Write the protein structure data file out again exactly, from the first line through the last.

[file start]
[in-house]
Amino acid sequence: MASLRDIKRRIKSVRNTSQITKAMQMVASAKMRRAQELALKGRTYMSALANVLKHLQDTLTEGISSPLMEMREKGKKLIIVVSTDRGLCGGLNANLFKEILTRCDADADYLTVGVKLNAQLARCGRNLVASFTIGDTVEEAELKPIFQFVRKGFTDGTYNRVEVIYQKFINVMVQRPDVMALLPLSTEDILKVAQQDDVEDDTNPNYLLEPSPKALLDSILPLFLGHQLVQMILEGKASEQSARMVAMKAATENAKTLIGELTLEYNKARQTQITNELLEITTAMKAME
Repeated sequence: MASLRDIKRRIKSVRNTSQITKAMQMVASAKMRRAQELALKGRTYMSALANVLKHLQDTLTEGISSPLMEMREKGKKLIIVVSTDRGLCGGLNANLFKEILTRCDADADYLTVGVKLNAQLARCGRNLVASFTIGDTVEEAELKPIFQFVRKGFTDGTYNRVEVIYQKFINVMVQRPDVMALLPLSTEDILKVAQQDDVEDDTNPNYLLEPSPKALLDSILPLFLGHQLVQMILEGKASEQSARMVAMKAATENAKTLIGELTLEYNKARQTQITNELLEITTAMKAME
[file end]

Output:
[in-house]
Amino acid sequence: MASLRDIKRRIKSVRNTSQITKAMQMVASAKMRRAQELALKGRTYMSALANVLKHLQDTLTEGISSPLMEMREKGKKLIIVVSTDRGLCGGLNANLFKEILTRCDADADYLTVGVKLNAQLARCGRNLVASFTIGDTVEEAELKPIFQFVRKGFTDGTYNRVEVIYQKFINVMVQRPDVMALLPLSTEDILKVAQQDDVEDDTNPNYLLEPSPKALLDSILPLFLGHQLVQMILEGKASEQSARMVAMKAATENAKTLIGELTLEYNKARQTQITNELLEITTAMKAME
Repeated sequence: MASLRDIKRRIKSVRNTSQITKAMQMVASAKMRRAQELALKGRTYMSALANVLKHLQDTLTEGISSPLMEMREKGKKLIIVVSTDRGLCGGLNANLFKEILTRCDADADYLTVGVKLNAQLARCGRNLVASFTIGDTVEEAELKPIFQFVRKGFTDGTYNRVEVIYQKFINVMVQRPDVMALLPLSTEDILKVAQQDDVEDDTNPNYLLEPSPKALLDSILPLFLGHQLVQMILEGKASEQSARMVAMKAATENAKTLIGELTLEYNKARQTQITNELLEITTAMKAME